I think it's interesting to look at these things from a historical perspective when we can. No big deal. :)

sorry, man. I was under impression that we are talking about the current racquets with thinnest beam. I love and collect those. so far I've only got playable racquets with 17mm beam, but I'd love to see something around 15 mm in a small mid-sized player grame. Any ideas, aside from Wilsom Hammer 5.5 spin?

varuscelli
09-28-2006, 10:03 AM
sorry, man. I was under impression that we are talking about the current racquets with thinnest beam. I love and collect those. so far I've only got playable racquets with 17mm beam, but I'd love to see something around 15 mm in a small mid-sized player grame. Any ideas, aside from Wilsom Hammer 5.5 spin?

You know, I really don't know enough about the modern racquets to have any one in mind that has a particularly narrow beam (or the narrowest beam, I should say). Personally, now that I've seen a photo of it, I'd like to at least hold one of the Wilson Hammer 5.5 Spin racquets, just to see what it feels like. Well, hold it and hit with it too, for that matter. ;)

But yeah, it would be interesting to know (and see) the modern era racquet that has the narrowest beam -- say, one made between 1990 and present, perhaps? Or in the last 10 years?

Adding a bunch of old racquets that I already had together with a handful that I've picked up lately, I have kind of an odd collected assortment of them. Some I have only because they are such unusual collector's items (at least, to me). I even picked up a Prince Mono a little bit back, but mostly because it's such a different racquet.

But even with the T2000, I hadn't realized how many people (mostly younger players) there were who had never even seen one, much less used one. But I have a small collection of the T2000 and T3000 racquets, and even a T4000 on the way. (Think I'll have a T2000 tournament one afternoon and force my doubles buddies to play a full set or two with just those racquets. It would certainly make an interesting couple of hours of play, if I can convince them to do it an as long as no one slams a racquet to the ground in frustration.)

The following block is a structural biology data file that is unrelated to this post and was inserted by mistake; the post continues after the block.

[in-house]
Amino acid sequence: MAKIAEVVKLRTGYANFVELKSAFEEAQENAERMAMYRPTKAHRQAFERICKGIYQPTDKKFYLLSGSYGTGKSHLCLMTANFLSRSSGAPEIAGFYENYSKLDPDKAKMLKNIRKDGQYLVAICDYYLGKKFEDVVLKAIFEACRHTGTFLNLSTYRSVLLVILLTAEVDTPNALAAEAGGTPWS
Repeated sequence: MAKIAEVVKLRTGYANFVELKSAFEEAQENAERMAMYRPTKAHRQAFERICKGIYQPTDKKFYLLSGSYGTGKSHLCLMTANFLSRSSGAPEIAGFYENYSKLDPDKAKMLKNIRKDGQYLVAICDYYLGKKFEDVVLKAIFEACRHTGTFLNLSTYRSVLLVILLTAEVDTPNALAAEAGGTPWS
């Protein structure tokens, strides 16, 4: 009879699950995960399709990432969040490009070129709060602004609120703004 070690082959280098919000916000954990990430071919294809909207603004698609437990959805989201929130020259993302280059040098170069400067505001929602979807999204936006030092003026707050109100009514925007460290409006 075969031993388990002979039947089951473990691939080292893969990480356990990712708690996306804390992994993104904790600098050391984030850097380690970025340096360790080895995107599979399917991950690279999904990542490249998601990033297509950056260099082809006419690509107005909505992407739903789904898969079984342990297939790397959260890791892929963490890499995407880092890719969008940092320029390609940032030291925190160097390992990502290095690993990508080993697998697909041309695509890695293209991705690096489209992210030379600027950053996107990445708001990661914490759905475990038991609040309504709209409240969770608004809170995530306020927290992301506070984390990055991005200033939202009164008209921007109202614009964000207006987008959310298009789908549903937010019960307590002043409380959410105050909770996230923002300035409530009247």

varuscelli
09-28-2006, 11:18 AM
Oh, I see, so we have a couple of photographers here ...

May I join the gang?

Yes, you may. Fire away! Or: Take your best shot! (So to speak...). ;)

Tennis Man
09-28-2006, 12:00 PM
You know, I really don't know enough about the modern racquets to have any one in mind that has a particularly narrow beam (or the narrowest beam, I should say). Personally, now that I've seen a photo of it, I'd like to at least hold one of the Wilson Hammer 5.5 Spin racquets, just to see what it feels like. Well, hold it and hit with it too, for that matter. ;)

But yeah, it would be interesting to know (and see) the modern era racquet that has the narrowest beam -- say, one made between 1990 and present, perhaps? Or in the last 10 years?

That's awesome. I collect everything under 20mm, 93 sq inch and over 12 oz strung (by definition these are the most demanding players frames).

I love the look of my Wilsons at 17mm but I'd love to see something around 15mm as well. It must be very stiff though to maintain some power :)

Here's my li'l contribution:
http://i10.tinypic.com/4cacf8g.jpg
APD, nCode 6.1 95 and nCode 6.1 90

Tennis Man
09-28-2006, 12:10 PM
Here's another one:

http://i9.tinypic.com/2cpus5f.jpg

varuscelli
09-28-2006, 12:35 PM
[QUOTE=varuscelli]Here are a couple of photos of the Wright & Ditson and the Wilson Hammer 3.3.

http://www.ruscelli.com/images/060927-009.jpg[QUOTE]

One of the interesting things about these two racquets (aside from the huge difference in beam at 30mm compared to 9mm) is also the difference in weight. The Wilson Hyper Hammer 3.3 OS weighs about 8.8 ounces, while the old Wright & Ditson weighs 15 ounces -- without the leather grip that used to be on it (you can see where the grip used to be). Wood handle, metal frame and metal strings. ;)